Kansas got off to a nice start against the Kansas State Wildcats on Saturday. The Jayhawks took the lead in the first quarter on a Dayne Crist pass to Tony Pierson and then took the lead again in the second quarter before the Wildcats reclaimed a 21-14 lead at halftime.
Dayne Crist looked very good in the first half of the game against Kansas State. He had a touchdown early in the game and did not throw an interception until the last Kansas drive of the half.
Kansas State also didn’t have their “A” game in the first half. According to ESPN, Kansas State coach Bill Snyder said “I think they were angry as much as anything, which is probably the best mental approach and emotion they could have in that situation.”
What was the reason for Kansas’ first half success? Did the Jayhawks play well or did the Wildcats play poorly?
George: I would say it is a little bit of both. It took Kansas State a while to get going on Saturday. The Jayhawks were controlling the line of scrimmage in the first half, then something happened as the turnover bug hit them. Kansas State is a very good team who didn’t play like normal for the first half.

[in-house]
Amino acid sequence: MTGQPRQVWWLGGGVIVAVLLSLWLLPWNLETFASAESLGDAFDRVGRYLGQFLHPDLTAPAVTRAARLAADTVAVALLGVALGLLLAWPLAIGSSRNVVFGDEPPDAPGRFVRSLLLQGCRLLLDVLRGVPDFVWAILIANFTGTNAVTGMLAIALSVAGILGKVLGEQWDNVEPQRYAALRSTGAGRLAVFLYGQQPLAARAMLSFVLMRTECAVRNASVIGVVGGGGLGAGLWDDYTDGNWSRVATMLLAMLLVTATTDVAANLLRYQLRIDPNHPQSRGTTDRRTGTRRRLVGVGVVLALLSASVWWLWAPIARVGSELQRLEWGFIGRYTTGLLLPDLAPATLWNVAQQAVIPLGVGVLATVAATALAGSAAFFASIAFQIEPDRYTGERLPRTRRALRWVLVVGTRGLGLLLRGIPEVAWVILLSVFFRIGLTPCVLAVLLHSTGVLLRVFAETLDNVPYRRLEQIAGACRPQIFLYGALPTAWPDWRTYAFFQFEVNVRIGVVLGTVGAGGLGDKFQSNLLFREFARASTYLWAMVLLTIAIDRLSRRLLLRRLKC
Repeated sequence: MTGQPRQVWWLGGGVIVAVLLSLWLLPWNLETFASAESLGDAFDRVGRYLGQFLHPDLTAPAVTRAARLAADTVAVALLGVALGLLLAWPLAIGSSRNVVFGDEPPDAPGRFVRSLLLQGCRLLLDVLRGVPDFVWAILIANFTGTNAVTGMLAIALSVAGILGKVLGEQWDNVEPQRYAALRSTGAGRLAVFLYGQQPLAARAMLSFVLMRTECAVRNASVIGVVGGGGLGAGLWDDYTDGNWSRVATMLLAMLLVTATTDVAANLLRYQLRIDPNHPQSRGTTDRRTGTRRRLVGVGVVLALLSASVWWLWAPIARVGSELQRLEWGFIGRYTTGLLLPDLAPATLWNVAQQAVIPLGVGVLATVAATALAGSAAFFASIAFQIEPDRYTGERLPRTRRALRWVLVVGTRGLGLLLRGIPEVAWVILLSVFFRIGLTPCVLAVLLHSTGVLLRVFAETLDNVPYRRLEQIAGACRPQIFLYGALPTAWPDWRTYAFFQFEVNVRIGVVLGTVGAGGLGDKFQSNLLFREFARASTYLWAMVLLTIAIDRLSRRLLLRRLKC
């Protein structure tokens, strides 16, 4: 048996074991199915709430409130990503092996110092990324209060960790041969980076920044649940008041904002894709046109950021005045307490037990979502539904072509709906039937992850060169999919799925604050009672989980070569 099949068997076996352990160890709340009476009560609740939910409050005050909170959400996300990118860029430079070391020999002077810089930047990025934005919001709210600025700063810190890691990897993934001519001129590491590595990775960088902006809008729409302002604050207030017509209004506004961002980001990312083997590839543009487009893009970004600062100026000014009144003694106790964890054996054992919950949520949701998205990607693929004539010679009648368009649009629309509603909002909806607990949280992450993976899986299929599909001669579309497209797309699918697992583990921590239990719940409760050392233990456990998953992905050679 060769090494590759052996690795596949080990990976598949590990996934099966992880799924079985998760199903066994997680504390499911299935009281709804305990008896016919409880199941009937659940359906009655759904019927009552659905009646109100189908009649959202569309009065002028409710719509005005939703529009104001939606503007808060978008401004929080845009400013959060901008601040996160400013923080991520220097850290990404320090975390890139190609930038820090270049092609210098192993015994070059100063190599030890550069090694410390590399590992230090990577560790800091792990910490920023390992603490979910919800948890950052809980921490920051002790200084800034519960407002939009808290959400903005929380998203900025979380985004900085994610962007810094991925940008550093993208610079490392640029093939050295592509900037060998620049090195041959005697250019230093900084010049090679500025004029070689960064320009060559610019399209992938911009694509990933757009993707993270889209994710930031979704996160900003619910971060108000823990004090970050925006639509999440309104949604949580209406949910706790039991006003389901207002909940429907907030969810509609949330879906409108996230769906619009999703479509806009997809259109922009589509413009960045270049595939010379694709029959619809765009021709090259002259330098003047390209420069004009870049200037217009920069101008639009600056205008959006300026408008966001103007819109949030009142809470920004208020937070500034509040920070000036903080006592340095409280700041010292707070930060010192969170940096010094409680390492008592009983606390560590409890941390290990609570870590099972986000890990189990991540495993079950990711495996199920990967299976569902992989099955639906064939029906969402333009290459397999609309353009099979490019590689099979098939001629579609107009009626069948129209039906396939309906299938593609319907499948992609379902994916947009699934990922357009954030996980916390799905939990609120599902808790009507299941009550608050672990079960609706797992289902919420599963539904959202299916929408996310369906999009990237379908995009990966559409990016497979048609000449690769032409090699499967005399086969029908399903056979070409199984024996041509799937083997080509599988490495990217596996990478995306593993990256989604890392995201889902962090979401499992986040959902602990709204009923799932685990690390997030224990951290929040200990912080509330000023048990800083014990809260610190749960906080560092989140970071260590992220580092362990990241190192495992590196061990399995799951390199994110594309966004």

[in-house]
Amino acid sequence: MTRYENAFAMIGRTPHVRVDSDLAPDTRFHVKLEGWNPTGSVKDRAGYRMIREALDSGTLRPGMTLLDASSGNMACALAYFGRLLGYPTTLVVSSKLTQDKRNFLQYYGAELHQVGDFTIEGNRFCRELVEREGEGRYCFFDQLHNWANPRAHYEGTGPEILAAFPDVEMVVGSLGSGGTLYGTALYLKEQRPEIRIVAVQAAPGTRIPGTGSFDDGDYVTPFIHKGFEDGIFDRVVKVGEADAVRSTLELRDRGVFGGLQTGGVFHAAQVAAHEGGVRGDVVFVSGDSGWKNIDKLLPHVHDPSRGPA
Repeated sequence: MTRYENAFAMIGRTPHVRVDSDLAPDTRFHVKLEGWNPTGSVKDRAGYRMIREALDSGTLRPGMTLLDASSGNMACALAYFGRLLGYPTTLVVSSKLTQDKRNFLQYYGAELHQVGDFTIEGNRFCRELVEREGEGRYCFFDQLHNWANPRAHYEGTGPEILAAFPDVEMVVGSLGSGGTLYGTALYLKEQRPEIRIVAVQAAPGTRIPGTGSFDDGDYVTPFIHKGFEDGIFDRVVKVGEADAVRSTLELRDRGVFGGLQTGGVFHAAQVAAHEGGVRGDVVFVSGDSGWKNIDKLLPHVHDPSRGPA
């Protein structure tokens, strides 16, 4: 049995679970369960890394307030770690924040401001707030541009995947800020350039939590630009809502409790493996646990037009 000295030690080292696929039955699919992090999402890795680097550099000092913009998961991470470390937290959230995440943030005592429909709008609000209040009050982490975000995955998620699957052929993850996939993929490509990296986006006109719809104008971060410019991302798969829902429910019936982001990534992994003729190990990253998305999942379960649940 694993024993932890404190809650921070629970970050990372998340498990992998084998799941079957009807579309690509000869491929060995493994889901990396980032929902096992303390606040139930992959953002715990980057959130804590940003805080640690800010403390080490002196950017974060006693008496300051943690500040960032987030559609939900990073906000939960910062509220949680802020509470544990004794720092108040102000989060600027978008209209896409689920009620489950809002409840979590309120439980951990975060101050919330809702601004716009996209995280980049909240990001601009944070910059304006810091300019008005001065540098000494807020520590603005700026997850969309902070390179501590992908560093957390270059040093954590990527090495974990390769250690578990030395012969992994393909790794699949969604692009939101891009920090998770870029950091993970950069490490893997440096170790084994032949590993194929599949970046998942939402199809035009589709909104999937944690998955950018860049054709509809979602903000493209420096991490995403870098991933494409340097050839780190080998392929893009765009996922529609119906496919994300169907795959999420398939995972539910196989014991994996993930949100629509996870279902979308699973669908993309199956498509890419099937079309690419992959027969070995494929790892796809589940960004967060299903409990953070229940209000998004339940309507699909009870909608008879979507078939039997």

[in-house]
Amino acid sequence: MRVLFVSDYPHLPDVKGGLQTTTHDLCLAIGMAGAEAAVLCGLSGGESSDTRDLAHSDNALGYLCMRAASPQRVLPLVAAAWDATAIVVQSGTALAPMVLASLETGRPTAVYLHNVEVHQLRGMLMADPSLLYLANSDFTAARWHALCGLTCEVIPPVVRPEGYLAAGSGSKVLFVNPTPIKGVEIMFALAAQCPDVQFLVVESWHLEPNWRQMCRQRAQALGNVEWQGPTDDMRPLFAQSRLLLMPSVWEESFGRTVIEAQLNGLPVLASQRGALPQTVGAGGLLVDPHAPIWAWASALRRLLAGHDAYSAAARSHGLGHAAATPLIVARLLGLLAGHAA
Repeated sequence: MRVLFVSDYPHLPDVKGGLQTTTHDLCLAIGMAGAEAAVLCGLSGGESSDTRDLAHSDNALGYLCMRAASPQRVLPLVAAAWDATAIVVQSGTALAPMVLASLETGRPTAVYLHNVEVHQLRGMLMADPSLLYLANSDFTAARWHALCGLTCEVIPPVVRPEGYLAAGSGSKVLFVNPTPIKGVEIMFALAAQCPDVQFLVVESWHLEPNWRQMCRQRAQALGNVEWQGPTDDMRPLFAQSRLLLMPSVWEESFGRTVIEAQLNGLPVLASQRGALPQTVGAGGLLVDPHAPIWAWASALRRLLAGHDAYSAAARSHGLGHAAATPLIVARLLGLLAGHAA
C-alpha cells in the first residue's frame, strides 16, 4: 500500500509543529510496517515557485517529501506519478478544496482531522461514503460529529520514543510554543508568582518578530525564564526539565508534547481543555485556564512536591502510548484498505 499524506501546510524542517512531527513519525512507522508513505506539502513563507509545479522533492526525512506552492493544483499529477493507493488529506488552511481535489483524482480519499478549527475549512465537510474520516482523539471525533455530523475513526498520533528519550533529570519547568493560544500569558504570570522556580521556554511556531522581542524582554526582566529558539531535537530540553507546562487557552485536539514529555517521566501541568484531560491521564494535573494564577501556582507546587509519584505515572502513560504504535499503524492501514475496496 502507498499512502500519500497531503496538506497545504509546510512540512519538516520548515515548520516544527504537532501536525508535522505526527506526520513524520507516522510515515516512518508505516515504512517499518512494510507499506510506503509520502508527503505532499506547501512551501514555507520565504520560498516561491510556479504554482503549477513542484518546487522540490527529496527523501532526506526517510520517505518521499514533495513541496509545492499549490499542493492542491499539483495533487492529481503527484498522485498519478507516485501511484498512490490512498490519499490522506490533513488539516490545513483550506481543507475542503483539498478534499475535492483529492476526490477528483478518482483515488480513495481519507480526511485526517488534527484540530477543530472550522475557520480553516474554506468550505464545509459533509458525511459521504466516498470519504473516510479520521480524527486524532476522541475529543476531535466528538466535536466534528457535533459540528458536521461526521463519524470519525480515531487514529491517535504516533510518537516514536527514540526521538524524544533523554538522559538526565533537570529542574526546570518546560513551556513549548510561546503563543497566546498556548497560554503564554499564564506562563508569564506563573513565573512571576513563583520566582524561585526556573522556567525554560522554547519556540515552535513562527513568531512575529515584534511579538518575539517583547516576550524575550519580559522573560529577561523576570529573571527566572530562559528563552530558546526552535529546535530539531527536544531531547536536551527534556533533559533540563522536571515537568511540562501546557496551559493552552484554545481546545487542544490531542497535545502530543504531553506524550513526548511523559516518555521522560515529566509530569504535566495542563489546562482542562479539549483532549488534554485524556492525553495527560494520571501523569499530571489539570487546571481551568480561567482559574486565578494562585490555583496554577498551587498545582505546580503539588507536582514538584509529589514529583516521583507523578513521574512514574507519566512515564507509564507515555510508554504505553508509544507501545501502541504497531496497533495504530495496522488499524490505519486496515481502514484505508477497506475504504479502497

Ricky: Kansas State underestimated Kansas and Kansas “tried” to make them pay for it. I have to say that Dayne Crist played shockingly well on Saturday. For a second, I thought that we were going to see the Crist that many thought would be there since the beginning of the season. The only blemish on the stat sheet for Crist was the one interception at the end of the half.
However, football isn’t over after one half. The wheels really came off in the second half after the Kansas drive that ended in an interception on the KSU 2-yardline. I felt that after that moment we saw the same exact Dayne Crist we are all use to seeing game in and game out.
Each week, the staff at Through the Phog will react on the previous day’s games in Big 12 football and other news that happens in the conference. We are always welcoming of comments that you might have on the topics covered each week. Our current staff includes lead editor George Pike, along with staff writer, Ricky Widmer.